2. Suzuki K., Abe H., MacMahon H., and Doi K.:  Image-processing technique for suppressing ribs in chest radiographs by means of massive training artificial neural network (MTANN).  IEEE Transactions on Medical Imaging 25: 406-416, 2006
  3. Suzuki K.:  Machine Learning in Computer-aided Diagnosis of the Thorax and Colon in CT: A Survey.  IEICE Transactions on Information & Systems E96-D: 772-783, 2013 (Awarded The 2014 Best Paper Award from IEICE).    
  4. Suzuki K., Rockey D. C., and Dachman A. H.:  CT colonography: Advanced computer-aided detection scheme utilizing MTANNs for detection of "missed" polyps in a multicenter clinical trial.  Medical Physics 37: 12-21, 2010
  5. Tajbakhsh. N. and Suzuki K.: Comparing Two Classes of End-to-End Machine-Learning Models in Lung Nodule Detection and Classification: MTANNs vs. CNNs. Pattern Recognition 63(3): 476–486, 2017.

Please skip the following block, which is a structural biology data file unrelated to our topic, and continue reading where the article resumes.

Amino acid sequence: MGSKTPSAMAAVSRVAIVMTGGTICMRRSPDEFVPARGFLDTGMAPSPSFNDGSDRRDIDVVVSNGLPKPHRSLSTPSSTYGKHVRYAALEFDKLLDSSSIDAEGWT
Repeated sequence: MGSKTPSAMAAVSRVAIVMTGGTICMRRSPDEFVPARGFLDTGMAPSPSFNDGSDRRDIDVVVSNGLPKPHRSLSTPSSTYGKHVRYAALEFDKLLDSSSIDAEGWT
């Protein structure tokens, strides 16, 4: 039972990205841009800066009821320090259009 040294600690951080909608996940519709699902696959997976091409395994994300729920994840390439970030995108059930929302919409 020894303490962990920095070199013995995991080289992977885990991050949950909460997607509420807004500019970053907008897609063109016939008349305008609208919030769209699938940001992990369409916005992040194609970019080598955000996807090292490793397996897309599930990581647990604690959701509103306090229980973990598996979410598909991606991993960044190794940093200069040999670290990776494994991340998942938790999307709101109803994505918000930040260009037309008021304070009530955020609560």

Kenji Suzuki, Ph.D. (by Published Work; Nagoya University) worked at Hitachi Medical Corp., Japan, Aichi Prefectural University, Japan, as a faculty member, and in Department of Radiology, University of Chicago, as Assistant Professor. In 2014, he joined Department of Electric and Computer Engineering and Medical Imaging Research Center, Illinois Institute of Technology, as Associate Professor (Tenured). In 2017, he was jointly appointed in World Research Hub Initiative, Institute of Innovative Research, Tokyo Institute of Technology, Japan, as Professor (Specially Appointed, part-time); and then, as Professor (Specially Appointed, full-time). He published 340 papers, including 115 peer-reviewed papers in leading journals such as IEEE TPAMI (Impact Factor: 17.9), IEEE TIP (IF: 9.3), IEEE TII (IF: 9.1), Pattern Recognition (IF: 7.2), and IEEE TMI (IF: 6.7). He has been actively studying artificial intelligence (AI) including deep learning and machine learning, AI in medical imaging, and AI-aided diagnosis in the past 25 years. He pioneered to develop machine learning models that can learn images directly in 1994. Models similar to his machine learning models are now called deep learning. His papers were cited 12,900 times, and his h-index is 50. He is inventor on 36 patents (including ones of earliest deep-learning patents), which were licensed to several companies and commercialized via FDA approvals. He published 14 books and 28 book chapters, and edited 12 journal special issues. He was awarded a number of grants as PI including NIH R01, ACS, JST, and NEDO grants, totaling $7.6M; as CoPI, totaling $9.8M of subawards. He served as the Editor-in-Chief/Associate Editor of a number of leading international journals such as Pattern Recognition (IF: 7.2) and Neurocomputing (IF: 4.4). He served as a referee for 116 international journals such as Science Translational Medicine (IF: 16.3) and Nature Communications (IF: 12.1), an organizer of 97 international conferences, and a program committee member of 114 international conferences. He gave 38 keynote speeches at international conferences and 92 invited talks at universities. He received 20 awards, including Springer-Nature EANM Most Cited Journal Paper Award 2016, 2017 Albert Nelson Marquis Lifetime Achievement Award, and 2019 Radiological Physics and Technology (Springer) Most Citation Award. His research was covered in 49 articles in newspapers, magazines and journals by press and media, including Lancet Respiratory Medicine (IF: 25.1).